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AG Nessel Warns Consumers to Beware of “Juice Jacking” When Using Public Charging Stations
April 17, 2023
LANSING – Michigan Attorney General Dana Nessel is warning consumers to beware of another method hackers have devised to steal their personal data.
The FBI calls it “Juice Jacking,” a cyber-theft tactic that can occur whenever an electronic device is plugged into a public charging station like those found in airports or hotel lobbies.
These public charging stations are open to anyone, including bad actors, who can secretly install malware into the stations. When unsuspecting consumers plug in their devices, the malware gains access to the device being charged. The malware can lock the device or export personal data and passwords.
Juice jacking can happen in 2 ways: by plugging a device into a public USB port with your own charging cable, or by using an infected cable provided by someone else. The FCC has even reported incidents of infected cables being given away as promotional gifts. In some cases, hackers will install and hide a skimming device inside the USB ports of the kiosk.
“This is yet another nefarious way bad actors have discovered that allows them to steal and profit from what doesn’t belong to them,” Nessel said. “Consumers typically don’t think twice before plugging into a public charging station. But knowing the risks and alternatives will allow them to protect themselves and their personal information.”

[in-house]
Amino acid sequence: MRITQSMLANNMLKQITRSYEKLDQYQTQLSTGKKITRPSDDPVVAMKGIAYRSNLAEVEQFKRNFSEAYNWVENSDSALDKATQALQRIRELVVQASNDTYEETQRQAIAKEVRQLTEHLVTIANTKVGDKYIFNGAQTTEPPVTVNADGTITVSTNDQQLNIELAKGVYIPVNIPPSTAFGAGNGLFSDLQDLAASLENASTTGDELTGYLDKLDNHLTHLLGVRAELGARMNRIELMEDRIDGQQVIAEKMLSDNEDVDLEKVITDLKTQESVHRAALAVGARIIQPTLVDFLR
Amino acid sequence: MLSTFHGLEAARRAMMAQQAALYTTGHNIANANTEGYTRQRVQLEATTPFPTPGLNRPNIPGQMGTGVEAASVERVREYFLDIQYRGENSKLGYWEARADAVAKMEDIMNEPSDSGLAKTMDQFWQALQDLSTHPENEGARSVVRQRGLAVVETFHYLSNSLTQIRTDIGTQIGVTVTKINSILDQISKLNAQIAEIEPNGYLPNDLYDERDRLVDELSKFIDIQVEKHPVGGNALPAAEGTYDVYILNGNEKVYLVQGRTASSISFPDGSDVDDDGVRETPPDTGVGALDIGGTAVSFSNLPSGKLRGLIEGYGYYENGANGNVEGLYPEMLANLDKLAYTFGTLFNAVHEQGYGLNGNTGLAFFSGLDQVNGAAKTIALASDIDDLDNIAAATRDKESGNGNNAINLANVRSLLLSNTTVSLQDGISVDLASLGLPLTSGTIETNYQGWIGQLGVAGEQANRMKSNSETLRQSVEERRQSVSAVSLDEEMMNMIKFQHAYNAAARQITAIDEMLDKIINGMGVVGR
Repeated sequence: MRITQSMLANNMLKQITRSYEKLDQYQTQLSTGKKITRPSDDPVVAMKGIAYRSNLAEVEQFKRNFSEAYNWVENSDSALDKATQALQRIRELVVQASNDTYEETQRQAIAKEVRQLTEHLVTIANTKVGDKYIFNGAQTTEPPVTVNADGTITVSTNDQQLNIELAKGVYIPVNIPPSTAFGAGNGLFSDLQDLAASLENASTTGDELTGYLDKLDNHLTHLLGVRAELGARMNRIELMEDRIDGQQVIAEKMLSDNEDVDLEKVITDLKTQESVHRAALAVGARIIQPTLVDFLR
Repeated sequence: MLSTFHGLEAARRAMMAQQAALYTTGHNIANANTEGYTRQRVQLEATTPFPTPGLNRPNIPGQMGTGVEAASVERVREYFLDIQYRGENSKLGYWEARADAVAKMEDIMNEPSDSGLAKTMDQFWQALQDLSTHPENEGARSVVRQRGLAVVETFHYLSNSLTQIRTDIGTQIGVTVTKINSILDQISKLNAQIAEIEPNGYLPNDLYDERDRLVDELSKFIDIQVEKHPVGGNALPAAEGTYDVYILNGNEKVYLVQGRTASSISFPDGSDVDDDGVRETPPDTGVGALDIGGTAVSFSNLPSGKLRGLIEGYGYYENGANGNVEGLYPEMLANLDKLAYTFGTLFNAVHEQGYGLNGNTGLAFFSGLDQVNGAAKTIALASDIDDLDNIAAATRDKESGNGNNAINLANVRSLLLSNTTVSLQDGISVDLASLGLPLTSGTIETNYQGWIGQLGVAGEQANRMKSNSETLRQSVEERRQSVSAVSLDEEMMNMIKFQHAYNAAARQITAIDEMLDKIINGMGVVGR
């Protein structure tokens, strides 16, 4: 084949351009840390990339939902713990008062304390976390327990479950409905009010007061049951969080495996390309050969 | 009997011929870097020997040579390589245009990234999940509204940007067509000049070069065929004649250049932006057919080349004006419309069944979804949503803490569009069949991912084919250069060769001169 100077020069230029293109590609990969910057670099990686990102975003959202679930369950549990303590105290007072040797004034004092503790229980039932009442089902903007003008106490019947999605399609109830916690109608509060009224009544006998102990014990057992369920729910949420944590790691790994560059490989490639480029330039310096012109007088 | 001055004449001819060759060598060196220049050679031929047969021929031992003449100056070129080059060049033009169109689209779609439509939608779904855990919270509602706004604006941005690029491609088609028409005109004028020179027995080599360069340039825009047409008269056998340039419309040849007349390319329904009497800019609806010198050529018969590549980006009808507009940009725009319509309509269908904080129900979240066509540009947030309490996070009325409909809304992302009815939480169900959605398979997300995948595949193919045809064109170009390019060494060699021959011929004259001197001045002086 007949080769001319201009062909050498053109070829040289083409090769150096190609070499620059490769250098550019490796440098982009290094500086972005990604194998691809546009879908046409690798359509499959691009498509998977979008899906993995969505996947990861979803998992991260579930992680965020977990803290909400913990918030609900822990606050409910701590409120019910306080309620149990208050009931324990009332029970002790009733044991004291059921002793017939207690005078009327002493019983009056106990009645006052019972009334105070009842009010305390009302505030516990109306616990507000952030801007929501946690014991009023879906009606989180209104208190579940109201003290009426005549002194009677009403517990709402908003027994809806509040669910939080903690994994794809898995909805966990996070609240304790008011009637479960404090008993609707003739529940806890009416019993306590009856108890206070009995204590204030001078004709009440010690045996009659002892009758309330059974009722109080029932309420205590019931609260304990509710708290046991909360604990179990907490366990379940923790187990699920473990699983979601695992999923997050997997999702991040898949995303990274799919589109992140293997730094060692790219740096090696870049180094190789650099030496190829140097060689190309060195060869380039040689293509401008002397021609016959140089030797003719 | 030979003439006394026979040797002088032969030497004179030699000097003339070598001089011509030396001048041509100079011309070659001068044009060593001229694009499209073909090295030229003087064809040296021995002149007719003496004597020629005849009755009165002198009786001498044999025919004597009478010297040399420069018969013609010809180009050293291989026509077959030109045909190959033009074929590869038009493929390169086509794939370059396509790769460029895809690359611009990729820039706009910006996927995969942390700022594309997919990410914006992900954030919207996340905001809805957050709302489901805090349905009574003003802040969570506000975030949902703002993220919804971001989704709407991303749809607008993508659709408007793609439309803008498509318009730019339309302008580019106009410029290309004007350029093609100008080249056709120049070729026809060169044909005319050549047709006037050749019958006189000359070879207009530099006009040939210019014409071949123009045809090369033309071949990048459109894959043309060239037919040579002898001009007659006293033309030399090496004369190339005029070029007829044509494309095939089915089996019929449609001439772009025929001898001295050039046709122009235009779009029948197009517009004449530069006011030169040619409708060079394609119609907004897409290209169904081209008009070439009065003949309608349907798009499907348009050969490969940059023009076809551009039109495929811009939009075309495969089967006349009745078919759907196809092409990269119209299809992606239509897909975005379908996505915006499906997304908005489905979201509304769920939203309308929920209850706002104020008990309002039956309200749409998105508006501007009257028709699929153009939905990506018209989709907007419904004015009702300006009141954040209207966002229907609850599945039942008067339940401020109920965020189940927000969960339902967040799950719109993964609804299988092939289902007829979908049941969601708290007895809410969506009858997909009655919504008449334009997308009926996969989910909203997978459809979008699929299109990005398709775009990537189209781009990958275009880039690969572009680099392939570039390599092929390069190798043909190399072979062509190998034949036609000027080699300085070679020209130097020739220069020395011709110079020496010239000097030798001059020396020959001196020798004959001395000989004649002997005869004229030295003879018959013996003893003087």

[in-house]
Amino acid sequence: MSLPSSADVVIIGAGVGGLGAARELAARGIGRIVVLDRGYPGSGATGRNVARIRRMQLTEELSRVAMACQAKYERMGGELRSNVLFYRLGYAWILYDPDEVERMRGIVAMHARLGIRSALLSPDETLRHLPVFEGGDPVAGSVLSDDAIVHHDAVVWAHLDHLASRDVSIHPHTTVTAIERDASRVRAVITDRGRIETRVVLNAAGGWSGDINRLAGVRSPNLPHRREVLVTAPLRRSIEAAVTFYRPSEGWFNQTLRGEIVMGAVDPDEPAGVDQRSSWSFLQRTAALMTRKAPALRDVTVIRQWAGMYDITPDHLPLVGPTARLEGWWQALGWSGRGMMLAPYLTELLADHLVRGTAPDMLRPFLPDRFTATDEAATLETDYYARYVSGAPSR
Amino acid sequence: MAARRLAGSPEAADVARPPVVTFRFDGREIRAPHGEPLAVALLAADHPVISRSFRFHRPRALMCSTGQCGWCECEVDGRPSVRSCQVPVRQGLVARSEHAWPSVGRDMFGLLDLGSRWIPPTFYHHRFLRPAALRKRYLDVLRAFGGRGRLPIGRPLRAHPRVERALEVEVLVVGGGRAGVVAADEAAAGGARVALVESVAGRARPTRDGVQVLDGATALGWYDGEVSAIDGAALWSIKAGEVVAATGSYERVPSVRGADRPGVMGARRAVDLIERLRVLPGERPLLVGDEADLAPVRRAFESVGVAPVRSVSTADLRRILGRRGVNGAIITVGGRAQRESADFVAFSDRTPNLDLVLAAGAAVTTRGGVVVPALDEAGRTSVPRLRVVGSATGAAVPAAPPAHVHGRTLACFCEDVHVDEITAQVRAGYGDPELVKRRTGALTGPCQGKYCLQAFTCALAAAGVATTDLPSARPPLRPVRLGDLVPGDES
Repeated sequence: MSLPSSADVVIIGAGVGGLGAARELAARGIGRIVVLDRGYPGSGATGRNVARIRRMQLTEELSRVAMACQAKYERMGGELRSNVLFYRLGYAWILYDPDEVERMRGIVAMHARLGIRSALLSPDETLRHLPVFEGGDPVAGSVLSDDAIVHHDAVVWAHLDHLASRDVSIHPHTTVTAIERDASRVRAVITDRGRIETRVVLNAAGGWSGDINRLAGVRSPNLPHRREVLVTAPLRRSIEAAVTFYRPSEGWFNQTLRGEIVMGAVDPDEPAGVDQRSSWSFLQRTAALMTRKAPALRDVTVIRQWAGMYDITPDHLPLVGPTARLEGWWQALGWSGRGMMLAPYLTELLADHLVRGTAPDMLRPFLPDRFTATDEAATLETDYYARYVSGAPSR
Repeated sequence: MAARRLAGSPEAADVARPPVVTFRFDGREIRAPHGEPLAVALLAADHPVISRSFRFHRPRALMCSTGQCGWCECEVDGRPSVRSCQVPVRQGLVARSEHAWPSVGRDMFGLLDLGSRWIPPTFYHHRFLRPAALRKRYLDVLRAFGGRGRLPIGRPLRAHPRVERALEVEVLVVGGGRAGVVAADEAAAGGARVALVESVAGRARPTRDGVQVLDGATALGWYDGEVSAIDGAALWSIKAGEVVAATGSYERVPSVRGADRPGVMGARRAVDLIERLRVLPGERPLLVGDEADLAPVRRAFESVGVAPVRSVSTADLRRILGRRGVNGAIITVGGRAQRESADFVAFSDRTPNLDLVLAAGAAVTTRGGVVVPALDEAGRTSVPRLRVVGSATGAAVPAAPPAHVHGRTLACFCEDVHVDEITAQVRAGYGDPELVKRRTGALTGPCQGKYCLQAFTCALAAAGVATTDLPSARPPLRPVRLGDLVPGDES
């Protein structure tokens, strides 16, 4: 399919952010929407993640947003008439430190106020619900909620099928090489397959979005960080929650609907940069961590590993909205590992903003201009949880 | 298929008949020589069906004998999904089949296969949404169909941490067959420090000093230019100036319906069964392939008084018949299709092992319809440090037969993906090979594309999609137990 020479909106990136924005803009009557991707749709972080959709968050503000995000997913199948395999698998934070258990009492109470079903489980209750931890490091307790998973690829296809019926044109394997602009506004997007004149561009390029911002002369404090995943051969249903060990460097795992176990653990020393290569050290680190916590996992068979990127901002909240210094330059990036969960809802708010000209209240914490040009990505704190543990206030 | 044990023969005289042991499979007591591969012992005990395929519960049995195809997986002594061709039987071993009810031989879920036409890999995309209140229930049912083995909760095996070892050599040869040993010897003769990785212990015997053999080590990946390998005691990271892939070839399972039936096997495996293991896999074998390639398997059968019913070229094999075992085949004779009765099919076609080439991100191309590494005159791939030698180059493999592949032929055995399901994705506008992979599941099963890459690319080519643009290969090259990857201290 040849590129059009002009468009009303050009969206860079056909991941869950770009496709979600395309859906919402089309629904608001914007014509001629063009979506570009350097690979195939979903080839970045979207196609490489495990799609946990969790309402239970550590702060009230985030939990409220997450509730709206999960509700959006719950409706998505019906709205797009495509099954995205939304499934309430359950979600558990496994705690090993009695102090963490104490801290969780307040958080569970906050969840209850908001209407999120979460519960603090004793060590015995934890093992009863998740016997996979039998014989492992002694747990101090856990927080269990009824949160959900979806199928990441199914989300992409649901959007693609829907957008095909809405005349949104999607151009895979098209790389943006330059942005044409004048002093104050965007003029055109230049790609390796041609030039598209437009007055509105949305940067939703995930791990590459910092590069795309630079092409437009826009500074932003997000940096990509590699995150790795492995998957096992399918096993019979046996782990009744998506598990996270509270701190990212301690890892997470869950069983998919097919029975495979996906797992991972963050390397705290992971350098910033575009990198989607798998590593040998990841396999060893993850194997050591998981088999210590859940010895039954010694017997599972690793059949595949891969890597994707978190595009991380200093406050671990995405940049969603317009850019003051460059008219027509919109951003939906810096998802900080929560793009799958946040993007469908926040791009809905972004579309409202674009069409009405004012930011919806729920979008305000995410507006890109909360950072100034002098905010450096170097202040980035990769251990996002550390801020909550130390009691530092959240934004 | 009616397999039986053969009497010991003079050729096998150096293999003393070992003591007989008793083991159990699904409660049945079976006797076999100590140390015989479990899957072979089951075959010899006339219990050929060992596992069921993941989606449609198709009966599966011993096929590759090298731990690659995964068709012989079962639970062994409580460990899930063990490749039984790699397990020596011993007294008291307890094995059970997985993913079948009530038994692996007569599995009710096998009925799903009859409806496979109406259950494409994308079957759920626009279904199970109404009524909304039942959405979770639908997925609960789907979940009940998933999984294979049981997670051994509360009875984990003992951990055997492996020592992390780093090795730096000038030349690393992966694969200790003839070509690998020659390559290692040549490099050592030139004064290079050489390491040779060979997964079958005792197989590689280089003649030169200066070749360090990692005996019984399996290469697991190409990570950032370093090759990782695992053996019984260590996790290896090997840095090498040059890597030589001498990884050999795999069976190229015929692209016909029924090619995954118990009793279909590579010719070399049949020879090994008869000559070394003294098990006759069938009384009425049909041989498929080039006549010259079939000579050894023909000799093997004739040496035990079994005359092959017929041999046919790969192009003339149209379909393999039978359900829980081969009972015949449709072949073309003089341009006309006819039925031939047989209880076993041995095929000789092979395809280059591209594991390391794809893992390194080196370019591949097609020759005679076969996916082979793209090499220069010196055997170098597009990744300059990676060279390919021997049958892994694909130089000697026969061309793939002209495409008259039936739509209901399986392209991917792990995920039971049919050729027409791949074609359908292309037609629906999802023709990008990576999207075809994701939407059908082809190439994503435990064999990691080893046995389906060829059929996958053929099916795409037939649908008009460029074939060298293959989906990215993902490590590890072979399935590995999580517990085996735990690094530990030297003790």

AG Nessel provided the following tips to avoid becoming a Juice Jacking victim.
- Avoid using a public USB charging station. Use an AC power outlet instead.
- Bring an AC outlet charger, car chargers, and your own USB cables with you when traveling.
- Carry a portable charger or external battery.
- Consider carrying a charging-only cable (which prevents data from sending or receiving while charging) from a trusted supplier.
- If you plug your device into a USB port and a prompt appears asking you to select "share data" or “charge only,” always select “charge only.”
“Be vigilant when charging your devices in public because you never know who or what is waiting to snatch your data when you least expect it,” Nessel said.
For more information, see Malware – What It Is and How To Avoid It.
For information on how to recognize the signs of malware, see How To Recognize, Remove, and Avoid Malware.